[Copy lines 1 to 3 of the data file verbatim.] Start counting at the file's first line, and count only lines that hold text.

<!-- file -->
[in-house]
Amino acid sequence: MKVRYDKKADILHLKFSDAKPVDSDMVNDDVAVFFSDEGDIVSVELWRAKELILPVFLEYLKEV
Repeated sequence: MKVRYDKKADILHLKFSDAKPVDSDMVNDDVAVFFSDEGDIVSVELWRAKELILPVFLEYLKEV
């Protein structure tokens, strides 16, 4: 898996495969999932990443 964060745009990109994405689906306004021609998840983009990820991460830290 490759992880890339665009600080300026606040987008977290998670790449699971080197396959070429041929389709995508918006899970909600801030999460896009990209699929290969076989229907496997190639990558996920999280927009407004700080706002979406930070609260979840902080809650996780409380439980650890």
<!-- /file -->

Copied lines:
[in-house]
Amino acid sequence: MKVRYDKKADILHLKFSDAKPVDSDMVNDDVAVFFSDEGDIVSVELWRAKELILPVFLEYLKEV
Repeated sequence: MKVRYDKKADILHLKFSDAKPVDSDMVNDDVAVFFSDEGDIVSVELWRAKELILPVFLEYLKEV